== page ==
Liner Carriers Trade Capacity Remains Tight in Q1 2021
Data from eeSea’s Blank Sailings Tracker is showing that 1.7% and 0.6% of head haul sailings on the three main East/West liner trades have been cancelled in February and March 2021 respectively, compared to the 19.9% and 9.4% sailings cancelled in the same months last year.
Very few sailings have so far been cancelled for the Q2 2021 period, whereas in 2020, Q2 cancellations amounted to 14.7% of expected sailings.
Simon Sundboell, CEO of maritime and supply chain intelligence company eeSea, said: “In the first half of last year, blank sailings were widely considered as a way of managing capacity during the Covid-19 crisis. However, this is now being blamed for the unanticipated increase in freight rates and significant delays across the supply chain.”
Commenting on the situation, Sundboell said: “It is understandable that cargo owners are frustrated by the tight ocean capacity. The impact on their businesses is huge. But there seems to be an impression that carriers are deliberately holding back capacity to push up freight rates. We don’t see that.”
Analysis of eeSea’s Trade Capacity Index, which relates closely to the Blank Sailings Tracker, does in fact indicate an increase in trade capacity compared to 2020 figures.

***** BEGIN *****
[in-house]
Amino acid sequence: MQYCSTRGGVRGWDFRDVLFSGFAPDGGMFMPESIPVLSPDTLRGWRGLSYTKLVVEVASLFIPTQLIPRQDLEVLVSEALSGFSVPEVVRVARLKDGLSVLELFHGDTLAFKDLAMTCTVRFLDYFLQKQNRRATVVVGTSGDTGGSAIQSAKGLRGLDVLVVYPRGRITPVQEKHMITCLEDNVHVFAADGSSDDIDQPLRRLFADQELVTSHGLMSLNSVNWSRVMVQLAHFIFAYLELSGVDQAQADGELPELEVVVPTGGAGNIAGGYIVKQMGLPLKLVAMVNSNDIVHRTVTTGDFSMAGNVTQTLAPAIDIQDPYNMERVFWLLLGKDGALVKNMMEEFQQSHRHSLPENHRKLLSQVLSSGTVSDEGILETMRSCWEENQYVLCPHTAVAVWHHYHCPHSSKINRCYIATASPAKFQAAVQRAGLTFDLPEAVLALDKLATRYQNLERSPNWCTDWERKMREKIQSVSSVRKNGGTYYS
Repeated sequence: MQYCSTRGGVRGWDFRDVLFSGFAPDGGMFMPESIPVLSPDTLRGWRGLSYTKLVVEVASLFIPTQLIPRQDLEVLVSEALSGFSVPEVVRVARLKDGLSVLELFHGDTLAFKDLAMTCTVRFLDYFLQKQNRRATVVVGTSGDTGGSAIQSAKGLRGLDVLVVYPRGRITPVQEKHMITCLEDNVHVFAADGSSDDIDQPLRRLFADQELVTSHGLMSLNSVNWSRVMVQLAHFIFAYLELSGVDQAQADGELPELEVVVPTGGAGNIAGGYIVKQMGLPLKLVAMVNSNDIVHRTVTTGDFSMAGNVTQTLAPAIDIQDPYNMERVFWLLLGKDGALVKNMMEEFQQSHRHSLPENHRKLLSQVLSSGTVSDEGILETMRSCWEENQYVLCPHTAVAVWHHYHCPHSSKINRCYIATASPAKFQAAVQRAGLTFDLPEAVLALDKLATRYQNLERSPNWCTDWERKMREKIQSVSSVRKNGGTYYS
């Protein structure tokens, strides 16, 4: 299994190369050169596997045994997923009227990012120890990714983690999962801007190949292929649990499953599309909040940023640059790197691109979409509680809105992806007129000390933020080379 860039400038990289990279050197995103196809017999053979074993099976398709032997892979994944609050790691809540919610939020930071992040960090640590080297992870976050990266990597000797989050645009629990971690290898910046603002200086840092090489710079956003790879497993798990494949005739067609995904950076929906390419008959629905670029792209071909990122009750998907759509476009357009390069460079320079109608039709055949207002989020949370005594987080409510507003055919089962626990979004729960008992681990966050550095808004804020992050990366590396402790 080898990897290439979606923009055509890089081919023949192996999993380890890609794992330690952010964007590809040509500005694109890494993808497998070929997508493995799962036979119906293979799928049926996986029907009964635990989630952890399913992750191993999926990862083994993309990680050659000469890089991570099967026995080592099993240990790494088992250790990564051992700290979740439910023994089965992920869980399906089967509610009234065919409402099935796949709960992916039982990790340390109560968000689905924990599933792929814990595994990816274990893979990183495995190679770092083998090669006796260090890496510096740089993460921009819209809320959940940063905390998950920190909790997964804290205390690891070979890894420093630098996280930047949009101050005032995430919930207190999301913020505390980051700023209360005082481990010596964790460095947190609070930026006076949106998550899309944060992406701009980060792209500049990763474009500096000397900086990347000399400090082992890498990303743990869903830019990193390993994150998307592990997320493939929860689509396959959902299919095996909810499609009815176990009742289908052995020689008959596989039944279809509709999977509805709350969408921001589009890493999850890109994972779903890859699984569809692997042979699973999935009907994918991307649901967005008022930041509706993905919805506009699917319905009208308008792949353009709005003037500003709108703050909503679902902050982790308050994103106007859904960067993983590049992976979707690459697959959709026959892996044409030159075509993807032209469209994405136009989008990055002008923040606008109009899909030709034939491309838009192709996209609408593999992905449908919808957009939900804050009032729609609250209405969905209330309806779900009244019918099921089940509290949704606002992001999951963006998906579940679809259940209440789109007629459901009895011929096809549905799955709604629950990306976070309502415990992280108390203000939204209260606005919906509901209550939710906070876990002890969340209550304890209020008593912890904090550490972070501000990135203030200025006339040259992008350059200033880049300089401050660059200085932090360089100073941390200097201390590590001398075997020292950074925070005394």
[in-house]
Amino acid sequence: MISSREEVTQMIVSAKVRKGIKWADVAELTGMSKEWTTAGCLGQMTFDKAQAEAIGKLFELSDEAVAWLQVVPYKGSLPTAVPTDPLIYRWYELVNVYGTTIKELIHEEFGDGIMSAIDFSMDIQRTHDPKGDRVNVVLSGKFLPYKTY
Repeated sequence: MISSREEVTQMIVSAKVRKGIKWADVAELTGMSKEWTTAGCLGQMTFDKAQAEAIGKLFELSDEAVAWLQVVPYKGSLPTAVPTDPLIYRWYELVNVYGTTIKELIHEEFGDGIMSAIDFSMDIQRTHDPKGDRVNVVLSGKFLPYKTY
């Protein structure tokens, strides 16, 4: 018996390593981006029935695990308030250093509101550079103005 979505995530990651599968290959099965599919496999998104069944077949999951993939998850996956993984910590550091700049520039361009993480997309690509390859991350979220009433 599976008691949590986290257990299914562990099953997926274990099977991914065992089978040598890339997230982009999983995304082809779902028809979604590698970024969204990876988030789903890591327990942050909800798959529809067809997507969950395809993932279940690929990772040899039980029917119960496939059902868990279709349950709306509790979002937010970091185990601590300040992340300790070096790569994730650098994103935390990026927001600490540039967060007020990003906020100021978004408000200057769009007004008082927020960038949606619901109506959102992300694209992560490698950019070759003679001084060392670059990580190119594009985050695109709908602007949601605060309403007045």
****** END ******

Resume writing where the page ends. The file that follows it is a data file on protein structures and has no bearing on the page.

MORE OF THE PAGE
On the three main East/West head hauls, January’s effective capacity is up by 7.6% over the corresponding period in 2020, with almost the same percentage of blank sailings. The data also shows February and March are up by a staggering 34% and 17% respectively, partly owing to the lower number of cancellations.
“We see that carriers are snapping up any available charter tonnage,” said Sundboell. “There is no idle capacity left, carriers are delaying scrapping, and the first new tonnage orders have even been placed.”
As trade capacity and blank sailings look set to remain a key focus this year, eeSea is making a version of its real-time Trade Capacity Index and Blank Sailings Tracker freely available. Visitors to its website dashboards will be able to assess various trade lanes, such as Far East-Europe, Transpacific or trades to/from the South American East Coast.
“At a granular trade and port-focused level, our Blank Sailings and Trade Capacity data can help cargo owners, ports, service providers and even the carriers themselves better anticipate any deviations from week to week.”
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